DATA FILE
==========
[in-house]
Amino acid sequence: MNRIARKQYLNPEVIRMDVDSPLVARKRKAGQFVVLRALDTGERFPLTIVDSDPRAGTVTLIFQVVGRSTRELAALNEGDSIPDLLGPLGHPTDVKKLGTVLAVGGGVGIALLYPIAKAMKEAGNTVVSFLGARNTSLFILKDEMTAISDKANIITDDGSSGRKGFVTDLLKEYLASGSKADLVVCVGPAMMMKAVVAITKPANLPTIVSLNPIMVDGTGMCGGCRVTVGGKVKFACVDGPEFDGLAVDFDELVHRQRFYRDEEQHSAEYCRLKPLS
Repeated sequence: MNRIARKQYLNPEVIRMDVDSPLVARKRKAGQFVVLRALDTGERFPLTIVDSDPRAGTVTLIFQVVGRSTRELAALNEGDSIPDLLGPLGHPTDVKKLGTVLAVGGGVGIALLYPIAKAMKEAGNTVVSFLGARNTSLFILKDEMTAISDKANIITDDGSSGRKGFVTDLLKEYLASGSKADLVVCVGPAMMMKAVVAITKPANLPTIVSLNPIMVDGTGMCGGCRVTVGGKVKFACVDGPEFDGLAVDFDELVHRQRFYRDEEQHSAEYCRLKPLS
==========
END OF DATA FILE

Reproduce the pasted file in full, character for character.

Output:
[in-house]
Amino acid sequence: MNRIARKQYLNPEVIRMDVDSPLVARKRKAGQFVVLRALDTGERFPLTIVDSDPRAGTVTLIFQVVGRSTRELAALNEGDSIPDLLGPLGHPTDVKKLGTVLAVGGGVGIALLYPIAKAMKEAGNTVVSFLGARNTSLFILKDEMTAISDKANIITDDGSSGRKGFVTDLLKEYLASGSKADLVVCVGPAMMMKAVVAITKPANLPTIVSLNPIMVDGTGMCGGCRVTVGGKVKFACVDGPEFDGLAVDFDELVHRQRFYRDEEQHSAEYCRLKPLS
Repeated sequence: MNRIARKQYLNPEVIRMDVDSPLVARKRKAGQFVVLRALDTGERFPLTIVDSDPRAGTVTLIFQVVGRSTRELAALNEGDSIPDLLGPLGHPTDVKKLGTVLAVGGGVGIALLYPIAKAMKEAGNTVVSFLGARNTSLFILKDEMTAISDKANIITDDGSSGRKGFVTDLLKEYLASGSKADLVVCVGPAMMMKAVVAITKPANLPTIVSLNPIMVDGTGMCGGCRVTVGGKVKFACVDGPEFDGLAVDFDELVHRQRFYRDEEQHSAEYCRLKPLS